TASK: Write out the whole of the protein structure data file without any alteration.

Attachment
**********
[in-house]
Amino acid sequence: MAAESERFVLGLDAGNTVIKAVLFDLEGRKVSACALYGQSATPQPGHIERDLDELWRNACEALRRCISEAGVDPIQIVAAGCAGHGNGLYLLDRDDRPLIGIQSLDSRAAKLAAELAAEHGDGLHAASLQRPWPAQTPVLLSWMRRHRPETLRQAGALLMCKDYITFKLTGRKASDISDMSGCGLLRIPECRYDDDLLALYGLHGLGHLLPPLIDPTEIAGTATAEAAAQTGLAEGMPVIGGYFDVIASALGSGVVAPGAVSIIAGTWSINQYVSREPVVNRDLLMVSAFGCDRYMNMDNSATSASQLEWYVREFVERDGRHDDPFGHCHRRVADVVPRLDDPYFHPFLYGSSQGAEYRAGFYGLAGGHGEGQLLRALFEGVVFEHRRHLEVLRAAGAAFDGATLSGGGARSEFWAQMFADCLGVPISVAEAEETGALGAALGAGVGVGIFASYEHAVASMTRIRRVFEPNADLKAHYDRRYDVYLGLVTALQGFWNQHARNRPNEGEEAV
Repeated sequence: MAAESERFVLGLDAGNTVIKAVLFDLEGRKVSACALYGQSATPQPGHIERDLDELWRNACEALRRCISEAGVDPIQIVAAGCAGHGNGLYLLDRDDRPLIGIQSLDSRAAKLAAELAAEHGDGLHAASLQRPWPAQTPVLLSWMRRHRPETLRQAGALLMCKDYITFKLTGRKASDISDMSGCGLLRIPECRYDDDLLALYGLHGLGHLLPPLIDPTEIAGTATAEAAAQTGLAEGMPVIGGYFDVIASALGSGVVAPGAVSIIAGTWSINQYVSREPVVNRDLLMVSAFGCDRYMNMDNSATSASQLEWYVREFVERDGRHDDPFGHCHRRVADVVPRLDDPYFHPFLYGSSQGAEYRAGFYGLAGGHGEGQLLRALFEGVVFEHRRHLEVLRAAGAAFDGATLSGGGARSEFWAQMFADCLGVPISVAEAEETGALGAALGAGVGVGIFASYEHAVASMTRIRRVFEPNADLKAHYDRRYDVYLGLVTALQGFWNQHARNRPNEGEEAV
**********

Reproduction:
[in-house]
Amino acid sequence: MAAESERFVLGLDAGNTVIKAVLFDLEGRKVSACALYGQSATPQPGHIERDLDELWRNACEALRRCISEAGVDPIQIVAAGCAGHGNGLYLLDRDDRPLIGIQSLDSRAAKLAAELAAEHGDGLHAASLQRPWPAQTPVLLSWMRRHRPETLRQAGALLMCKDYITFKLTGRKASDISDMSGCGLLRIPECRYDDDLLALYGLHGLGHLLPPLIDPTEIAGTATAEAAAQTGLAEGMPVIGGYFDVIASALGSGVVAPGAVSIIAGTWSINQYVSREPVVNRDLLMVSAFGCDRYMNMDNSATSASQLEWYVREFVERDGRHDDPFGHCHRRVADVVPRLDDPYFHPFLYGSSQGAEYRAGFYGLAGGHGEGQLLRALFEGVVFEHRRHLEVLRAAGAAFDGATLSGGGARSEFWAQMFADCLGVPISVAEAEETGALGAALGAGVGVGIFASYEHAVASMTRIRRVFEPNADLKAHYDRRYDVYLGLVTALQGFWNQHARNRPNEGEEAV
Repeated sequence: MAAESERFVLGLDAGNTVIKAVLFDLEGRKVSACALYGQSATPQPGHIERDLDELWRNACEALRRCISEAGVDPIQIVAAGCAGHGNGLYLLDRDDRPLIGIQSLDSRAAKLAAELAAEHGDGLHAASLQRPWPAQTPVLLSWMRRHRPETLRQAGALLMCKDYITFKLTGRKASDISDMSGCGLLRIPECRYDDDLLALYGLHGLGHLLPPLIDPTEIAGTATAEAAAQTGLAEGMPVIGGYFDVIASALGSGVVAPGAVSIIAGTWSINQYVSREPVVNRDLLMVSAFGCDRYMNMDNSATSASQLEWYVREFVERDGRHDDPFGHCHRRVADVVPRLDDPYFHPFLYGSSQGAEYRAGFYGLAGGHGEGQLLRALFEGVVFEHRRHLEVLRAAGAAFDGATLSGGGARSEFWAQMFADCLGVPISVAEAEETGALGAALGAGVGVGIFASYEHAVASMTRIRRVFEPNADLKAHYDRRYDVYLGLVTALQGFWNQHARNRPNEGEEAV